What is The Process Like?
Common Questions and Answers:
Know Your Rights: What Happens If I Am Arrested?
It is very important for people who are involved in legal proceedings to get accurate information regarding the process. Rustam A. Barbee recently assisted the Hawaii State Bar Association (HSBA) in revising a pamphlet about the rights of arrested individuals.
Readers of this pamphlet will be reminded that each case is different and dependent on facts. They will also be advised to obtain competent legal advice about their specific case.
If you are interested in acquiring a copy of this pamphlet or other informative materials, get in touch with HSBA. You may call them at (808) 537-1868.
The Legal Process
The police can arrest a person if they have probable cause or a warrant. Probable cause is present if the facts and circumstance would lead someone to believe that a crime has been or is being committed.
An arrest occurs if the police significantly deprive an individual of his or her liberty. After an arrest, the authorities must inform the suspect of their constitutional rights if they want to interrogate or question him or her. These rights include the following:
- The right not to answer questions
- The right to have an attorney’s advice and assistance
- The right to stop the questioning
The police may determine the suspect’s identity and address without first informing the suspect about these rights. If they obtain a confession from an arrested individual but fail to read them their rights beforehand, the judge may later rule the confession to be inadmissible at trial.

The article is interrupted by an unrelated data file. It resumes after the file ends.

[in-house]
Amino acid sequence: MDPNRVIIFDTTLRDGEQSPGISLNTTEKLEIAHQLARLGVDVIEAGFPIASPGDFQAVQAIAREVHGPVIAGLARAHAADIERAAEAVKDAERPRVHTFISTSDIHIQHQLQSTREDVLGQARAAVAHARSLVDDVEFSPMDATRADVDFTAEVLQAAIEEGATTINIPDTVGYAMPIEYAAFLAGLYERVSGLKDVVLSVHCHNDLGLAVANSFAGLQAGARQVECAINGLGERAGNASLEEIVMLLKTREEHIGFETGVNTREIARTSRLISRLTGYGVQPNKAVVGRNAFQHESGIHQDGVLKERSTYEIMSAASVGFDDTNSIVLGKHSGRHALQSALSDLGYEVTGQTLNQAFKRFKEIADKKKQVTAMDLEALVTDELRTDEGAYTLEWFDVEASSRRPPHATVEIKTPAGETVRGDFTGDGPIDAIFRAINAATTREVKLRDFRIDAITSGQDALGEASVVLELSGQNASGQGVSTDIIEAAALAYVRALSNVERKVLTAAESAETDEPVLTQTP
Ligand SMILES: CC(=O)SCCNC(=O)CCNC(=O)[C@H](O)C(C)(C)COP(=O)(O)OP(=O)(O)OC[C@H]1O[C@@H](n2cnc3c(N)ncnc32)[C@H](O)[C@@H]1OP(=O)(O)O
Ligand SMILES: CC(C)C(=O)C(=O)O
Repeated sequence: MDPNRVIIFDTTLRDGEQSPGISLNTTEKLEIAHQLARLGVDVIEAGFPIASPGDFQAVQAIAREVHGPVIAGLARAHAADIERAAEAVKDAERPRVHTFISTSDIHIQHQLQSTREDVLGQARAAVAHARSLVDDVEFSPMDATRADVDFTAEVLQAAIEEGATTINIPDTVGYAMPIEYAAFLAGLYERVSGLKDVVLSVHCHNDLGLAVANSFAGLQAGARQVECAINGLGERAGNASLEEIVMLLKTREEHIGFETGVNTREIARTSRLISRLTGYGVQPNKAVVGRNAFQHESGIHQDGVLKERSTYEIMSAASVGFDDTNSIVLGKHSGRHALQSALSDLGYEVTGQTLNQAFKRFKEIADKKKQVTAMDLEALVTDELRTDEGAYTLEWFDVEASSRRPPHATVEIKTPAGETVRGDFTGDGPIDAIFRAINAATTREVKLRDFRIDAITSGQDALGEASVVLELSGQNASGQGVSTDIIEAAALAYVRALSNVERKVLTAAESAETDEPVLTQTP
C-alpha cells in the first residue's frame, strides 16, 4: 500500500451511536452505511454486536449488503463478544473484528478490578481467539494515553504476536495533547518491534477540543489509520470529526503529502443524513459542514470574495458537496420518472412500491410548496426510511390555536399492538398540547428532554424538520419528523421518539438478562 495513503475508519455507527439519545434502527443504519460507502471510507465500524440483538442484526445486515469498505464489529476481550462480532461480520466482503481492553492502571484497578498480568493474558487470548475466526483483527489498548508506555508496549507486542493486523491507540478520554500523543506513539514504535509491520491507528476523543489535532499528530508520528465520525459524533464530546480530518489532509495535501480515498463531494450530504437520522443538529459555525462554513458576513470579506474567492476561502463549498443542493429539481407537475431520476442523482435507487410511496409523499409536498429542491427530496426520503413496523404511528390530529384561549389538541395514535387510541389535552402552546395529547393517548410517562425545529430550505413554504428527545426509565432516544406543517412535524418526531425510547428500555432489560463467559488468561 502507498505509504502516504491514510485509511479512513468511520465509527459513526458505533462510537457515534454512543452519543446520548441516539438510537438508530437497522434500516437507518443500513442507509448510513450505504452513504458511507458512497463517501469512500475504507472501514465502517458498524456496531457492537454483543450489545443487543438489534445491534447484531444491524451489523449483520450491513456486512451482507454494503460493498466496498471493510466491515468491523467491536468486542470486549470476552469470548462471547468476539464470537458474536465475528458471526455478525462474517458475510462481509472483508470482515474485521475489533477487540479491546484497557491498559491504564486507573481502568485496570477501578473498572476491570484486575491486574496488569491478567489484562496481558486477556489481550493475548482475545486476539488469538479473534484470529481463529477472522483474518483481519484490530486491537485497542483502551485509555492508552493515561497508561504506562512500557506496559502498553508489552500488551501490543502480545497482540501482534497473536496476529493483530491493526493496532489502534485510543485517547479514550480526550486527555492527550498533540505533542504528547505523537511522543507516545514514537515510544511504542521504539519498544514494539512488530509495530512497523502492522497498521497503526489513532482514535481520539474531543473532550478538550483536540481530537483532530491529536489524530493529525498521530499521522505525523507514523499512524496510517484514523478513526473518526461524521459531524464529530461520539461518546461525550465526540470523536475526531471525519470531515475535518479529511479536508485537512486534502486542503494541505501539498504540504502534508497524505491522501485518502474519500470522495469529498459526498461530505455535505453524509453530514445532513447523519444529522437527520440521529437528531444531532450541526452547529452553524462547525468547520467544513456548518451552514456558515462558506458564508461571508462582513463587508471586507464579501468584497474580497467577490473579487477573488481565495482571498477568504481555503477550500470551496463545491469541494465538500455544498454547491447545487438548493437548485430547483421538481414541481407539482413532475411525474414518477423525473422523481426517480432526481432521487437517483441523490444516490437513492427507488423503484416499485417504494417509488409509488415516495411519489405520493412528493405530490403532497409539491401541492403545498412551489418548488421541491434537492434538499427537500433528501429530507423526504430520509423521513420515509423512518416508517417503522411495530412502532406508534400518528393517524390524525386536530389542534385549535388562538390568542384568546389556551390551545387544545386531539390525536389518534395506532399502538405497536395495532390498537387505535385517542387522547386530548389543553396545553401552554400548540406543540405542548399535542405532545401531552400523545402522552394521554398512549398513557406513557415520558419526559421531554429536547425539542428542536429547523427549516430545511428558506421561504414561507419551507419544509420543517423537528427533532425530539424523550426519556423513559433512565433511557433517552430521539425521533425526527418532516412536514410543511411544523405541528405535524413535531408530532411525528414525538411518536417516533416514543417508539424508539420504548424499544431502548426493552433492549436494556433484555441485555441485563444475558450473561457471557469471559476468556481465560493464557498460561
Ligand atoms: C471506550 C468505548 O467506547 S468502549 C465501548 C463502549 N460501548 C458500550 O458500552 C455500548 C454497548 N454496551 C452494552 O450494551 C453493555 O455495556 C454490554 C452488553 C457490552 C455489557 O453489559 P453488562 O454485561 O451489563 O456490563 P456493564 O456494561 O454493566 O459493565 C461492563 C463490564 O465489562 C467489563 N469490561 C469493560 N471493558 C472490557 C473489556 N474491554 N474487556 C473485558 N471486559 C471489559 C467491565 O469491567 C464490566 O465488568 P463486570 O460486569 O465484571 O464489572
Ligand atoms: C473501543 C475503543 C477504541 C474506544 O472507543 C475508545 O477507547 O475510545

Generally, police need permission or a search warrant before searching a person, their car, or their property. If the authorities have a reasonable suspicion that a person is armed, they may frisk the individual’s outer clothing for weapons. The police may also search the arrested person and the immediate area after making an arrest.
If the police make an arrest, the suspect must either be released or charged with an offense and brought before a judge within 48 hours. When a suspect first appears before a judge, the accused is informed of the charges. The individual may also be released on bail or other surety to appear for later court proceedings. This will still depend on the person’s criminal record and the charges against him or her.
Hiring a Lawyer
As with all proceedings, being arrested and charged with a crime is a serious matter. This is why getting help from an experienced lawyer is important. A lawyer must have extensive training and specialized skills so that he or she can assist the client in making crucial decisions. Lawyers can provide advice about when to permit searches, give statements, or invoke constitutional rights if they are consulted with as soon as possible.
When choosing the right lawyer to work with, one should seek an attorney with experience and competence in his or her field. Many attorneys are willing to schedule an initial consultation at reduced rates or sometimes no cost at all. If an individual cannot afford to hire a lawyer, he or she should reach out to his or her local public defender to see if he or she qualifies for legal advice and representation.